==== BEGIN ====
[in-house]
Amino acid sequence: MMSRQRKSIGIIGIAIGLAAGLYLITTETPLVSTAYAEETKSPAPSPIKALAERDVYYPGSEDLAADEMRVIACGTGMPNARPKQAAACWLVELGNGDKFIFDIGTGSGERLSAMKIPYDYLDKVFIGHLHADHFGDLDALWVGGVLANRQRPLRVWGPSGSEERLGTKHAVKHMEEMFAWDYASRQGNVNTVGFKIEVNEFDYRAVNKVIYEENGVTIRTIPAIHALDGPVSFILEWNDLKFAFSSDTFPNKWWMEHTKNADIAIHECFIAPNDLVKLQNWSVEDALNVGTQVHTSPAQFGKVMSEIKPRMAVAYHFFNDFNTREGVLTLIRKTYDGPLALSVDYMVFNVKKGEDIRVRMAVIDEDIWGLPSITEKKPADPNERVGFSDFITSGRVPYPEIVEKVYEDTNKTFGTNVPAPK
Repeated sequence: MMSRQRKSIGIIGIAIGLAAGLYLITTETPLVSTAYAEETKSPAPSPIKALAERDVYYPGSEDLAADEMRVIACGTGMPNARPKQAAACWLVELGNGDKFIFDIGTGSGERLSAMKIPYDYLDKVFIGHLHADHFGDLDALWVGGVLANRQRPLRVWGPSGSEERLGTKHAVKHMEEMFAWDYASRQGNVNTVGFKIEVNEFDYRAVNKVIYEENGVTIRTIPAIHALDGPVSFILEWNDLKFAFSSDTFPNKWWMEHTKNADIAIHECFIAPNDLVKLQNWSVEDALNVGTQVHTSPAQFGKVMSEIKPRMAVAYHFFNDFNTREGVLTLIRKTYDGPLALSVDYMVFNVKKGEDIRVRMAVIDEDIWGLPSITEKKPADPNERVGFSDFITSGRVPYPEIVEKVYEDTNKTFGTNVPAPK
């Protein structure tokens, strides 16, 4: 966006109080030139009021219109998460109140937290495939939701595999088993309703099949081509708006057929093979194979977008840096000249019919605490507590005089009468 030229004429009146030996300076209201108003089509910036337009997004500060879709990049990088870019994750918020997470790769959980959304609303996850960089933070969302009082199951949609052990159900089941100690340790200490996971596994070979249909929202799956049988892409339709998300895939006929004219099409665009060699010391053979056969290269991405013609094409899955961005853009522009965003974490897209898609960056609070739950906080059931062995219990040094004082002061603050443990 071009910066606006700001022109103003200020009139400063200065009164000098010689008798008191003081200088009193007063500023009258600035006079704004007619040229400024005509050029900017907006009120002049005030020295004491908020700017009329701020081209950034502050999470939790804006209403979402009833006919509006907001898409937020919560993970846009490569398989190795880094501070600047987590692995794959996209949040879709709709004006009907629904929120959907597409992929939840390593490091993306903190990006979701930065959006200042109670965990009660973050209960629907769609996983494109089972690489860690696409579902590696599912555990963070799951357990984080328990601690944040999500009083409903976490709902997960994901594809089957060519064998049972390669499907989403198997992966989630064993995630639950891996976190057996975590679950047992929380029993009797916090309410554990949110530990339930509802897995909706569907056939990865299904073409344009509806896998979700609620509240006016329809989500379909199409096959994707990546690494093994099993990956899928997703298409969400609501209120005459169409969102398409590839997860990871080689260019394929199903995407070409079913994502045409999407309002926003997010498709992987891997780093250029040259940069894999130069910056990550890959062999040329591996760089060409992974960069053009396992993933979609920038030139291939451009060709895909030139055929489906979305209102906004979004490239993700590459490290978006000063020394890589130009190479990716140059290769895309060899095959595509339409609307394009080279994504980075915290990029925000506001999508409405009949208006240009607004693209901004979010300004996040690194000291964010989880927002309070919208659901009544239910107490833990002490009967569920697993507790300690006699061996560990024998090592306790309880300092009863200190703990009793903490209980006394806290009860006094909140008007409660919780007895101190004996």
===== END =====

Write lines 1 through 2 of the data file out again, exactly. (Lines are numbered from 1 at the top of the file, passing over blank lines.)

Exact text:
[in-house]
Amino acid sequence: MMSRQRKSIGIIGIAIGLAAGLYLITTETPLVSTAYAEETKSPAPSPIKALAERDVYYPGSEDLAADEMRVIACGTGMPNARPKQAAACWLVELGNGDKFIFDIGTGSGERLSAMKIPYDYLDKVFIGHLHADHFGDLDALWVGGVLANRQRPLRVWGPSGSEERLGTKHAVKHMEEMFAWDYASRQGNVNTVGFKIEVNEFDYRAVNKVIYEENGVTIRTIPAIHALDGPVSFILEWNDLKFAFSSDTFPNKWWMEHTKNADIAIHECFIAPNDLVKLQNWSVEDALNVGTQVHTSPAQFGKVMSEIKPRMAVAYHFFNDFNTREGVLTLIRKTYDGPLALSVDYMVFNVKKGEDIRVRMAVIDEDIWGLPSITEKKPADPNERVGFSDFITSGRVPYPEIVEKVYEDTNKTFGTNVPAPK